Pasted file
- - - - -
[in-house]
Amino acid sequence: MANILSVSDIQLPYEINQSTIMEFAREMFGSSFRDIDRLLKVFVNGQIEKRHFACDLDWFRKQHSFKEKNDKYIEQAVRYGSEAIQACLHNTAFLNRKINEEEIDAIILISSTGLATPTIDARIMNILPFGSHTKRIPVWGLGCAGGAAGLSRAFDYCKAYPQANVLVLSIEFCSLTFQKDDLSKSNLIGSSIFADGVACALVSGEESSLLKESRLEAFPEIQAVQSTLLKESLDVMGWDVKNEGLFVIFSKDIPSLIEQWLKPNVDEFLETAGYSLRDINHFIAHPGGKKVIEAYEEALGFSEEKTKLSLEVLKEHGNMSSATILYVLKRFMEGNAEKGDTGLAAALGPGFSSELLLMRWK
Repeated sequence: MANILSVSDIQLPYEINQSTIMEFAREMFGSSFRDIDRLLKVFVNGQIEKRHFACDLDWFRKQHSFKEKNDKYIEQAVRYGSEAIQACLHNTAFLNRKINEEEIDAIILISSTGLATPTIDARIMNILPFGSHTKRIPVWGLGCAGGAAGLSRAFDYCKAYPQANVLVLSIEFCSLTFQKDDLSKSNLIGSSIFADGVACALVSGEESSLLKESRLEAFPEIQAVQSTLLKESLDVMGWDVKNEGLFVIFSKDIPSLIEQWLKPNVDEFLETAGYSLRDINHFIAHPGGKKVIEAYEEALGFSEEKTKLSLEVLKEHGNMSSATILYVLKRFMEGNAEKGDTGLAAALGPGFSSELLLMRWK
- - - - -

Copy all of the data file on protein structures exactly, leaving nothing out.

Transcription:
[in-house]
Amino acid sequence: MANILSVSDIQLPYEINQSTIMEFAREMFGSSFRDIDRLLKVFVNGQIEKRHFACDLDWFRKQHSFKEKNDKYIEQAVRYGSEAIQACLHNTAFLNRKINEEEIDAIILISSTGLATPTIDARIMNILPFGSHTKRIPVWGLGCAGGAAGLSRAFDYCKAYPQANVLVLSIEFCSLTFQKDDLSKSNLIGSSIFADGVACALVSGEESSLLKESRLEAFPEIQAVQSTLLKESLDVMGWDVKNEGLFVIFSKDIPSLIEQWLKPNVDEFLETAGYSLRDINHFIAHPGGKKVIEAYEEALGFSEEKTKLSLEVLKEHGNMSSATILYVLKRFMEGNAEKGDTGLAAALGPGFSSELLLMRWK
Repeated sequence: MANILSVSDIQLPYEINQSTIMEFAREMFGSSFRDIDRLLKVFVNGQIEKRHFACDLDWFRKQHSFKEKNDKYIEQAVRYGSEAIQACLHNTAFLNRKINEEEIDAIILISSTGLATPTIDARIMNILPFGSHTKRIPVWGLGCAGGAAGLSRAFDYCKAYPQANVLVLSIEFCSLTFQKDDLSKSNLIGSSIFADGVACALVSGEESSLLKESRLEAFPEIQAVQSTLLKESLDVMGWDVKNEGLFVIFSKDIPSLIEQWLKPNVDEFLETAGYSLRDINHFIAHPGGKKVIEAYEEALGFSEEKTKLSLEVLKEHGNMSSATILYVLKRFMEGNAEKGDTGLAAALGPGFSSELLLMRWK